Afghanistan began registering voters across the war-torn country this weekend, as it seeks to ensure long-delayed legislative elections in October are seen as credible and fraud-free.
Over the next two months authorities hope to register as many as 14 million adults at more than 7,000 polling centres -- an ambitious goal in a country where militants control or contest much of the territory.
"The main challenge is insecurity, particularly in rural areas," Abdul Badie Sayad, chairman of the Independent Election Commission, told AFP recently.
In addition to the Taliban and Islamic State group terrorising swathes of the population, "local powers, illegal militias and strongmen will try to interfere" in the parliamentary and district council elections, Sayad predicted.
A shortage of female staff at polling centres, particularly in conservative rural areas, could also impede participation by women in the polls, which are seen as a test run for next year's presidential elections.
"Women won't be given permission from their families to reach the registration centres where they may be asked to remove their burqa to show their faces," Sayad said.
One of them was Mohammad Hussein, a 54-year-old shopkeeper, who said he wanted to vote for a candidate "able to bring about change in this country".
"I voted in 2010 but I made a mistake -- the MP didn't bring any change. This time I need to vote for someone who works without taking bribes," Hussein told AFP.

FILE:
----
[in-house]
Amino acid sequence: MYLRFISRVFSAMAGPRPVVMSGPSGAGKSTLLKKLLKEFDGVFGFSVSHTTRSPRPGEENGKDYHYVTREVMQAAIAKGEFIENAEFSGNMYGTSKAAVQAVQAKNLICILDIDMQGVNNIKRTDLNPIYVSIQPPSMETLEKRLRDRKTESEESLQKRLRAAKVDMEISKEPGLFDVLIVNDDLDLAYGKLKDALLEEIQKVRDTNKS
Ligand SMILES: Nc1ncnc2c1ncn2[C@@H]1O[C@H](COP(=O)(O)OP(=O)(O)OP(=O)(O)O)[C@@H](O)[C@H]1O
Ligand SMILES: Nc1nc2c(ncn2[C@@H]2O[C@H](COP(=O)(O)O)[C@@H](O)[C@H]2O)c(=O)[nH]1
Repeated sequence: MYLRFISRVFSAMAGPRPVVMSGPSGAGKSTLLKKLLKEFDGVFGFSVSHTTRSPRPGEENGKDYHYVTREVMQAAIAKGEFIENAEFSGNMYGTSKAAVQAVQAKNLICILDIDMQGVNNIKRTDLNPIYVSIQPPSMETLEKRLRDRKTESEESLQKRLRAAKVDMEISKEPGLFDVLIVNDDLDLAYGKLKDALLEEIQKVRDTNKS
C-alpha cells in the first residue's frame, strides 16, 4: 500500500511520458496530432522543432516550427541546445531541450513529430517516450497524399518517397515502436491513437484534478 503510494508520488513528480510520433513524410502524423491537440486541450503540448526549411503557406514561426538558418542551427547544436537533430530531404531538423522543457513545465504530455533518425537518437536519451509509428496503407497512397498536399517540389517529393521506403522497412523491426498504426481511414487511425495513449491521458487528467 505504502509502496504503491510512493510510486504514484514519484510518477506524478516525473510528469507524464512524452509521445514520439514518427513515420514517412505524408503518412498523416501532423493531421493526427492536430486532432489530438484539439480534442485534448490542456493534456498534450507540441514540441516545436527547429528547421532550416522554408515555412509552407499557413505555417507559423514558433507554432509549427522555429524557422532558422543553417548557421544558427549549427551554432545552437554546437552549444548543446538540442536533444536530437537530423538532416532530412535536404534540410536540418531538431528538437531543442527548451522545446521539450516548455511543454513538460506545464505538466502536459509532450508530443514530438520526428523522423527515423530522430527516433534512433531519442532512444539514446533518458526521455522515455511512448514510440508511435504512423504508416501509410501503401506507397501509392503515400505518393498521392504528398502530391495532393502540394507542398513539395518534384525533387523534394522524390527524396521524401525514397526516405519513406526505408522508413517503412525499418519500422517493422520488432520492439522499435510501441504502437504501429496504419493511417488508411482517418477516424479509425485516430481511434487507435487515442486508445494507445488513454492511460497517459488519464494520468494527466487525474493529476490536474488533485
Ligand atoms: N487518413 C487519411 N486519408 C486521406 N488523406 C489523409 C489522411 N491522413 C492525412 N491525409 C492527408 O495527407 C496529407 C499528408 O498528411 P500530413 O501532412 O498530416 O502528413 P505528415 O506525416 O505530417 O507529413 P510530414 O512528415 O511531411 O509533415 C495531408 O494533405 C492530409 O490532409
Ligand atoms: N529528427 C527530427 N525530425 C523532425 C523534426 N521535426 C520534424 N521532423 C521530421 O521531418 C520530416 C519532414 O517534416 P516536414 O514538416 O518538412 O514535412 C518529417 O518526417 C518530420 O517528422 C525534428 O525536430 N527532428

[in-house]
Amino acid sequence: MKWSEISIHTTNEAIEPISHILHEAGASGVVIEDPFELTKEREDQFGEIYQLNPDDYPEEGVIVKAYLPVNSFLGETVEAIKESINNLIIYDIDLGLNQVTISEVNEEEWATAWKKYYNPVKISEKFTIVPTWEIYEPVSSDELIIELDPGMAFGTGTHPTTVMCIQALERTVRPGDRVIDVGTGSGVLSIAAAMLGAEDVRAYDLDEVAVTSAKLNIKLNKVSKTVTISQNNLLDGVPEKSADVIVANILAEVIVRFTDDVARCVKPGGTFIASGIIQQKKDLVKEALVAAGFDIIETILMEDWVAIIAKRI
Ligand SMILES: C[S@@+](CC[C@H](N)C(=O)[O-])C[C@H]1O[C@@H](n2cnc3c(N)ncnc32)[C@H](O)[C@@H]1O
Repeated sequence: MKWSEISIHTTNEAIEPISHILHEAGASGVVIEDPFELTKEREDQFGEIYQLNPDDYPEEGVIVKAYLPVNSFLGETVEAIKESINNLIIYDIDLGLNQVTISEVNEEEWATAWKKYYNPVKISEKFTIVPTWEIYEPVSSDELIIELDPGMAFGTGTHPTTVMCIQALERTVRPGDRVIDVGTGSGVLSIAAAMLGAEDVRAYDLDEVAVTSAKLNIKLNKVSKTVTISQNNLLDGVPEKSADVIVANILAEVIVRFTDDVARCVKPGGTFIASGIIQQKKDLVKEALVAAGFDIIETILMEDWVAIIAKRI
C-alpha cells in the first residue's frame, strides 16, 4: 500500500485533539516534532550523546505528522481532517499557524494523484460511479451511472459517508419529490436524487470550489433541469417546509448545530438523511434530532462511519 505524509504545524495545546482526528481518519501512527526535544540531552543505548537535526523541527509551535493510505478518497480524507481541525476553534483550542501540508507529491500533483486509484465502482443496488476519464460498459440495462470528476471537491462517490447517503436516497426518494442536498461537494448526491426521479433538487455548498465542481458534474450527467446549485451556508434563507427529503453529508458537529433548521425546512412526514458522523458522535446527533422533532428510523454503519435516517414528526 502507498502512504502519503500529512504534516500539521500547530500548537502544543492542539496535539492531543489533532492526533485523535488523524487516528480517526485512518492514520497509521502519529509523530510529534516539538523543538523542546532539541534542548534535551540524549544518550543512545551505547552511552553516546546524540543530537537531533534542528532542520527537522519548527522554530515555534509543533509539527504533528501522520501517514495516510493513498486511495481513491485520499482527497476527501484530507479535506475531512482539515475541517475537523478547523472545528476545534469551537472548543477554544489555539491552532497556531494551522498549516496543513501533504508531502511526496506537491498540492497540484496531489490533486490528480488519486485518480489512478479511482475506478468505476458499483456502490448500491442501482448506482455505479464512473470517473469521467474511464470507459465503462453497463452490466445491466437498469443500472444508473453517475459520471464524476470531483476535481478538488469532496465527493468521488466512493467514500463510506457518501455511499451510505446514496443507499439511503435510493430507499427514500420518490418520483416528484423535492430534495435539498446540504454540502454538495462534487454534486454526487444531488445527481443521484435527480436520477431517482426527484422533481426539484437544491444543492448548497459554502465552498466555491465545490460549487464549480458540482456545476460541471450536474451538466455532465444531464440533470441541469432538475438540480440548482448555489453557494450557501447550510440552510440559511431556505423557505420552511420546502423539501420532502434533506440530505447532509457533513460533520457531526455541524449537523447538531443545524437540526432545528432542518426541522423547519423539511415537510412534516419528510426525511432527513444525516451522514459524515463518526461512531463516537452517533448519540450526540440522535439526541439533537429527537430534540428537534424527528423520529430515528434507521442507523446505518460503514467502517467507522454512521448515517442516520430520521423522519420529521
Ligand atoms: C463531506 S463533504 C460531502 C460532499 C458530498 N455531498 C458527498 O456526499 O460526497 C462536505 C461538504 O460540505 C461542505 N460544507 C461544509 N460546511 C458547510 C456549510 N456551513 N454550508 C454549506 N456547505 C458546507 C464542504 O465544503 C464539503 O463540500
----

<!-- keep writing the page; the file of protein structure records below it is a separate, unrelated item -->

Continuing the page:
The October 20 polls were originally set to be held in 2015 following presidential elections the previous year, but were repeatedly pushed back due to security fears and logistical issues within the fragile unity government.
If held, candidates will contest the 249 seats in the National Assembly for five-year terms. The country will also hold regional elections in tandem in hundreds of districts across Afghanistan -- some of which are outside of Kabul's control.
Over the coming weeks the IEC hopes to register 13-14 million people at polling centres where they will be required to cast their vote, which officials hope will reduce the risk of ballot-box stuffing.
"We are trying very hard to increase the confidence of the public to increase the legitimacy of the elections," Sayad said.
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